European stock markets and the single currency are trading in the red on Tuesday, with Italian fiscal concerns continuing to weigh on the region. Investors have become increasingly concerned about the coalition government’s spending plans, with the deficit under the proposals being larger than many had expected and leaving Italy on a collision course with Brussels, something that shouldn’t really come as a surprise given their historic eurosceptic views and bullish campaign promises.

EURUSD Daily Chart

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Still, investors are not particularly comfortable with the path that the government has embarked on which has been reflected in the spike in Italian yields, more than 5% decline in the FTSE MIB over the last week and a decline in the single currency. Brexit may well be posing the greatest headache for euro leaders at the moment but this has the potential to cause a much greater one further down the road if it’s not managed carefully.

While the leaders of both Five Star Movement and the League have repeatedly stressed their commitment to the eurozone and EU – despite previous views that somewhat differ – this has frequently been accompanied by comments clearly intended to drum up support for the opposite and this morning’s from Claudion Borghi was no different. The League economy head claimed Italy would solve most of its problems if it had its own currency which aided further declines in the euro and Italian stocks.

EUR/USD – Italian budget crisis pulls euro lower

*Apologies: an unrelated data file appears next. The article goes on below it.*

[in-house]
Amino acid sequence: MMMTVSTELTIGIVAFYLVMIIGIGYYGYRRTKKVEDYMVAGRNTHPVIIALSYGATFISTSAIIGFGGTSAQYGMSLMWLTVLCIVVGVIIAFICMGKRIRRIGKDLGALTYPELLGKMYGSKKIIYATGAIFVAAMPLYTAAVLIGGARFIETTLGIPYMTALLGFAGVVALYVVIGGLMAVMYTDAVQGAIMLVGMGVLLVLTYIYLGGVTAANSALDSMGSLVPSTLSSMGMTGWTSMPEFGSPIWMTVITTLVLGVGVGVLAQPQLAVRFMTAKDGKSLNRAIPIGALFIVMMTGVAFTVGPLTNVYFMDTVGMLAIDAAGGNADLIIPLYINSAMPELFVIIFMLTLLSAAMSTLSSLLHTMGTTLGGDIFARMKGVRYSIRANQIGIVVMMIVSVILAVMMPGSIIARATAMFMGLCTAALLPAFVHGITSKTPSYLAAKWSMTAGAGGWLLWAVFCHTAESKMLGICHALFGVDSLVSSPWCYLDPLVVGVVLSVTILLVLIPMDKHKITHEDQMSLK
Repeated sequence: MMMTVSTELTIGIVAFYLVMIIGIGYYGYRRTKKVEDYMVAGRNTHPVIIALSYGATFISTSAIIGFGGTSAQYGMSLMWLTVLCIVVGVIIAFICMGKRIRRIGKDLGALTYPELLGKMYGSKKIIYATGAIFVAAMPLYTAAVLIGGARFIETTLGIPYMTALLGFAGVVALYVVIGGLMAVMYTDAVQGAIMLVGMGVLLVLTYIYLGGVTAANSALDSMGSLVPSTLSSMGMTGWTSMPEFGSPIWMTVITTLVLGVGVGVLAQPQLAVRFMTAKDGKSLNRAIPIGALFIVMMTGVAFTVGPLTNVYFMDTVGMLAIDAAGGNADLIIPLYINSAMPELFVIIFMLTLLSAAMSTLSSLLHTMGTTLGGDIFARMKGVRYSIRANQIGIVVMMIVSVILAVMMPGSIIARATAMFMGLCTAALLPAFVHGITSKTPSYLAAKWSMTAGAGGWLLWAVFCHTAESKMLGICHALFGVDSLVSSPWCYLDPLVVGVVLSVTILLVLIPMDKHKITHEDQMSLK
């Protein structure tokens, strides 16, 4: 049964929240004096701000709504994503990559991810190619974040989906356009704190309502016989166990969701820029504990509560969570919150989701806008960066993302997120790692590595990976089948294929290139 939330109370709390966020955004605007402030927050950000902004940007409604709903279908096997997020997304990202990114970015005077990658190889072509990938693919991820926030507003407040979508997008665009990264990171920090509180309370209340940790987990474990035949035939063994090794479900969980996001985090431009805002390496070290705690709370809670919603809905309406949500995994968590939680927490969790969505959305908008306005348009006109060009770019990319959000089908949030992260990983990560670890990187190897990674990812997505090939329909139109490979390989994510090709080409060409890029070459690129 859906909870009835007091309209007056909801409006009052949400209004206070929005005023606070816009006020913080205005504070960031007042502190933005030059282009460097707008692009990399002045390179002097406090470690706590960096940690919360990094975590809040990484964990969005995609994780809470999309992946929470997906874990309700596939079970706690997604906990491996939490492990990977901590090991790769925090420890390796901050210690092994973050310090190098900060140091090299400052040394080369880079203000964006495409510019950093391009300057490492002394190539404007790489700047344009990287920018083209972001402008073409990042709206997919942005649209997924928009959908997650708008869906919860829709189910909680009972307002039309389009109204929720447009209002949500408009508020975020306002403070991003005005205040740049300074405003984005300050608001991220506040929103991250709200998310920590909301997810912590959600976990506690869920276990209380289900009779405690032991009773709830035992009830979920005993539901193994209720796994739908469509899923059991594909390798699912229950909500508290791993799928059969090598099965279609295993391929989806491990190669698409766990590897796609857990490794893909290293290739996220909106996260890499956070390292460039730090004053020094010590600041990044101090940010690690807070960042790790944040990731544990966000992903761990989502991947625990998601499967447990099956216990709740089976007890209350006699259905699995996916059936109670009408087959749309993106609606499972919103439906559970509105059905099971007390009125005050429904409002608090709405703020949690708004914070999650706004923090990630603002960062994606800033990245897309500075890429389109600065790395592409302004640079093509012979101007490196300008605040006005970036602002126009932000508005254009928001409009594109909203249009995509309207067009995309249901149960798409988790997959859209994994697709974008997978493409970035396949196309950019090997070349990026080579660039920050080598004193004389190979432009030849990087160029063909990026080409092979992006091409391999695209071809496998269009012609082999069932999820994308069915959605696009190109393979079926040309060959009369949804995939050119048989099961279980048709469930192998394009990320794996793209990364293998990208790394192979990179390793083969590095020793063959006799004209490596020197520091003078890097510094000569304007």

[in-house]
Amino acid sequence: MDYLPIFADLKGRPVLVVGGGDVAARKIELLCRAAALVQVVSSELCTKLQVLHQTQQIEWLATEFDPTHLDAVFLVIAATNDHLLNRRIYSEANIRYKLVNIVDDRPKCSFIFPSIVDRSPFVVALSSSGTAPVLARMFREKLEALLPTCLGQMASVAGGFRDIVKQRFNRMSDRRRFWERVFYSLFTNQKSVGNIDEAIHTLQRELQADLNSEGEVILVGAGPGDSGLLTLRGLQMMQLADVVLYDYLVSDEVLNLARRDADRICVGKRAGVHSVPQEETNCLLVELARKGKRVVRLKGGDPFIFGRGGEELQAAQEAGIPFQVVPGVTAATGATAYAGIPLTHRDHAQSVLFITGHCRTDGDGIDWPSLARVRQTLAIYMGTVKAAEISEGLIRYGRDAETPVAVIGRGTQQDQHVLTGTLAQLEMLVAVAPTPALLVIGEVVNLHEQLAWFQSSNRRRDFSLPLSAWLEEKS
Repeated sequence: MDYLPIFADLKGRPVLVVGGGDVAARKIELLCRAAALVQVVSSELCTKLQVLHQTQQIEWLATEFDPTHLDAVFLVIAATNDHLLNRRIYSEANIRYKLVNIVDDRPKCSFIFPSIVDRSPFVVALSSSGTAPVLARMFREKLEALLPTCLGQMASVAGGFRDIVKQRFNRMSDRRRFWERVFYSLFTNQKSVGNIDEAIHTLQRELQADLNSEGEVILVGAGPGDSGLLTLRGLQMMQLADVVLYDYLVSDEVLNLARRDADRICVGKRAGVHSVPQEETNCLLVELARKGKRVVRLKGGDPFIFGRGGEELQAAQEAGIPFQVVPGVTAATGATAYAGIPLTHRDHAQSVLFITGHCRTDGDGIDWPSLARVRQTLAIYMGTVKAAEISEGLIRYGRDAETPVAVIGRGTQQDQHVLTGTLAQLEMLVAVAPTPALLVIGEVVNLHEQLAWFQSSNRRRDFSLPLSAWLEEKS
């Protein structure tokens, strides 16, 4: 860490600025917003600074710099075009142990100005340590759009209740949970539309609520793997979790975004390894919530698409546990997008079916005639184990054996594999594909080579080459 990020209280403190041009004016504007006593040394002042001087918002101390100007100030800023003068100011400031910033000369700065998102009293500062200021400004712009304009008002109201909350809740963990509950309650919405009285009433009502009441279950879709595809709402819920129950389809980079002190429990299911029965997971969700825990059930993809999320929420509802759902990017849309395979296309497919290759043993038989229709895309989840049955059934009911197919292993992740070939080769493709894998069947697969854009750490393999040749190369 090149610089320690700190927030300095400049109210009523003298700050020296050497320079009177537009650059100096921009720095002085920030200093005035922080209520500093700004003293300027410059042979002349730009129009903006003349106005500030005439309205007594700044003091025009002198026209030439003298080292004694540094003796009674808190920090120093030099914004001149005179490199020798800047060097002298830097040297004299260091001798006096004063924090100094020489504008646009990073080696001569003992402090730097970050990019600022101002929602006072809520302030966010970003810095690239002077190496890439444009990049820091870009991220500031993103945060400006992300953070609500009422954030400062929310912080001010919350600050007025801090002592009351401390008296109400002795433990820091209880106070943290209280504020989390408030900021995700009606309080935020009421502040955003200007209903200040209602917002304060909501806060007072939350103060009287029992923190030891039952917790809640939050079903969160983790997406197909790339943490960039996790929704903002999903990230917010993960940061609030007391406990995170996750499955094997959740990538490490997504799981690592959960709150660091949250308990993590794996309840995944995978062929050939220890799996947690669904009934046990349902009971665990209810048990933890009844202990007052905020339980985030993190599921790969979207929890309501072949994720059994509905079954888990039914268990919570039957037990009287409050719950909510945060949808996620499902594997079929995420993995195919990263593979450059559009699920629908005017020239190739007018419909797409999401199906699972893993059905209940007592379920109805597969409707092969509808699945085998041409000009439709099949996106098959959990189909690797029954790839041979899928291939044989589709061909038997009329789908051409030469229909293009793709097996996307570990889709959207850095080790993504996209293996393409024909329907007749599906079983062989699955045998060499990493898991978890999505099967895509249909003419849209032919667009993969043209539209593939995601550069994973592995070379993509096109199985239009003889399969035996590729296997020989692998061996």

Sterling under pressure ahead of Tory conference

The pound is also coming under renewed pressure this morning, with yesterday’s spike proving short-lived as reports suggested that Theresa May is willing to offer further concessions on the Irish border in order to get talks moving again. This initially pushed the pound around one cent higher against the dollar but these were quickly reversed and it now finds itself back at three week lows, with traders questioning whether this is something that will get the support it needs from her own lawmakers, let alone the EU.

GBPUSD Daily Chart

The Tory annual conference has provided some interesting soundbites at the start of the week but not much more, with significant divisions clearly still existing on the vision for Brexit and how to get there. All eyes will be on Theresa May’s speech on Wednesday to see whether we get more insight on plans to bridge the divide with the EU and ensure we don’t unintentionally head for a no deal Brexit that could have significant economic consequences, not to mention political ones for the Conservative Party.

Economic Calendar

For a look at all of today’s economic events, check out our economic calendar.